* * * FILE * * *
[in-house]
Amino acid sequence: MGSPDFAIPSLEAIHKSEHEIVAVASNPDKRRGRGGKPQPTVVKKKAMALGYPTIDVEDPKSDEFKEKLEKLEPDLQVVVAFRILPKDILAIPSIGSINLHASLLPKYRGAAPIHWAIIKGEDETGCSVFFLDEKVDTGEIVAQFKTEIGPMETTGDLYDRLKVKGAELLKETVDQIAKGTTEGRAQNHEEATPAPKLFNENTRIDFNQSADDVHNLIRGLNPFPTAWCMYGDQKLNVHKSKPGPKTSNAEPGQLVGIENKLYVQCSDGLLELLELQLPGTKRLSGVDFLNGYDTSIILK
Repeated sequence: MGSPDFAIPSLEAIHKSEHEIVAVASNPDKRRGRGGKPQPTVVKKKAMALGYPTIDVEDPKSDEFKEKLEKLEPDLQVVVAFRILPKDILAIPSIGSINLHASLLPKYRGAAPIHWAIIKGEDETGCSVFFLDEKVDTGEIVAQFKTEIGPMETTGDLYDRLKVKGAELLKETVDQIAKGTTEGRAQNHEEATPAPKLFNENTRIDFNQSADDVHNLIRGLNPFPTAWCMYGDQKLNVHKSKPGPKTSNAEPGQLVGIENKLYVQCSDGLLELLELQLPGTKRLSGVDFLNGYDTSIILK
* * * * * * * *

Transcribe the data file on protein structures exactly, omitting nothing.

[in-house]
Amino acid sequence: MGSPDFAIPSLEAIHKSEHEIVAVASNPDKRRGRGGKPQPTVVKKKAMALGYPTIDVEDPKSDEFKEKLEKLEPDLQVVVAFRILPKDILAIPSIGSINLHASLLPKYRGAAPIHWAIIKGEDETGCSVFFLDEKVDTGEIVAQFKTEIGPMETTGDLYDRLKVKGAELLKETVDQIAKGTTEGRAQNHEEATPAPKLFNENTRIDFNQSADDVHNLIRGLNPFPTAWCMYGDQKLNVHKSKPGPKTSNAEPGQLVGIENKLYVQCSDGLLELLELQLPGTKRLSGVDFLNGYDTSIILK
Repeated sequence: MGSPDFAIPSLEAIHKSEHEIVAVASNPDKRRGRGGKPQPTVVKKKAMALGYPTIDVEDPKSDEFKEKLEKLEPDLQVVVAFRILPKDILAIPSIGSINLHASLLPKYRGAAPIHWAIIKGEDETGCSVFFLDEKVDTGEIVAQFKTEIGPMETTGDLYDRLKVKGAELLKETVDQIAKGTTEGRAQNHEEATPAPKLFNENTRIDFNQSADDVHNLIRGLNPFPTAWCMYGDQKLNVHKSKPGPKTSNAEPGQLVGIENKLYVQCSDGLLELLELQLPGTKRLSGVDFLNGYDTSIILK